History of Boys & Girls Club of Whittier
The Boys & Girls Club of Whittier was founded in response to a community's need to provide youth with a place to go for guidance, learning, fun, development, and the opportunity for character building. In 1964, a stubborn fire fighter named Maurice Eisenman, ignored the "it can not be done" comments, incorporated the Whittier Boys Club with the support of the Whittier Fire and Police Association. The Club doors opened in 1967 in the former City fire station on Greenleaf Avenue, which was replaced at the same site in 1972 with the present 19,000 square foot structure. In 1980, the Club expanded to include girls, and in 1987 officially became known as the Boys & Girls Club of Whittier.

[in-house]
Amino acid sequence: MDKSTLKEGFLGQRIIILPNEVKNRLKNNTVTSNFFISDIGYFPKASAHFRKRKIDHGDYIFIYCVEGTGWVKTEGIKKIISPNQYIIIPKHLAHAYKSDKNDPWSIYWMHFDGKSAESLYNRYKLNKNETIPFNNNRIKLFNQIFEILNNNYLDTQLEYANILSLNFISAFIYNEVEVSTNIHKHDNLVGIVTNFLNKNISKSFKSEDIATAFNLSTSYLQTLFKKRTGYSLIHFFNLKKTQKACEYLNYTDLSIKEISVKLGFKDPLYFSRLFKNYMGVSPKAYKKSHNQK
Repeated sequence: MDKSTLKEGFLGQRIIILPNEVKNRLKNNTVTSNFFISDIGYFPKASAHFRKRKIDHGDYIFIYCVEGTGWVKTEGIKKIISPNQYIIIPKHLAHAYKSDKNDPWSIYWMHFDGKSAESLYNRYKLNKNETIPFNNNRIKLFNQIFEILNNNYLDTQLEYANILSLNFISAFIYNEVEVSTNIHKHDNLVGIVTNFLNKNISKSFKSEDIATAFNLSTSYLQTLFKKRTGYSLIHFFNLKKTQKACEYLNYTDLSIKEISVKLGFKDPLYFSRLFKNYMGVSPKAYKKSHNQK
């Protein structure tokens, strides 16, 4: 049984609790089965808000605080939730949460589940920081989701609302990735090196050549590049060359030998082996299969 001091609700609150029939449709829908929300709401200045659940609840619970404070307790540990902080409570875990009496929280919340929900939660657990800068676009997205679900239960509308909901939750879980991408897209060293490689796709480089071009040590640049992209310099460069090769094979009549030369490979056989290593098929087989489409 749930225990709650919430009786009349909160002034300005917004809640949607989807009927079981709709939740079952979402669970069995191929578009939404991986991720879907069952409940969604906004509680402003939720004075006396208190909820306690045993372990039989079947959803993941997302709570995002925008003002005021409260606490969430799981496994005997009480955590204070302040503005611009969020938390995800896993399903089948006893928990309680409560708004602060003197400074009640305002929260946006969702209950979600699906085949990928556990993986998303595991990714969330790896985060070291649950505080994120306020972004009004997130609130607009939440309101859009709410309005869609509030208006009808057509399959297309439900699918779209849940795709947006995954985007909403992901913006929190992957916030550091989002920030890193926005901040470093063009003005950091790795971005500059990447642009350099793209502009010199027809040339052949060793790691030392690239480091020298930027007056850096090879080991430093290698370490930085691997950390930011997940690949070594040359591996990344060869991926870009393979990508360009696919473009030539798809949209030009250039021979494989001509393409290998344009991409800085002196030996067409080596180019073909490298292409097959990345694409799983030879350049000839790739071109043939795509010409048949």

History of Boys & Girls Clubs of America
Boys & Girls Clubs of America had its beginnings in 1860 with several women in Hartford, Conn. Believing that boys who roamed the streets should have a positive alternative, they organized the first Club. A cause was born.
In 1906, several Boys Clubs decided to affiliate. The Federated Boys Clubs in Boston was formed with 53 member organizations – this marked the start of a nationwide Movement. In 1931, the Boys Club Federation of America became Boys Clubs of America. In 1956, Boys Clubs of America celebrated its 50th anniversary and received a U.S. Congressional Charter. To recognize the fact that girls are a part of our cause, the national organization's name was changed to Boys & Girls Clubs of America in 1990. Accordingly, Congress amended and renewed our charter. 2006 marked the Centennial year of Boys & Girls Clubs of America, as we celebrated 100 years of providing hope and opportunity to young people across the country.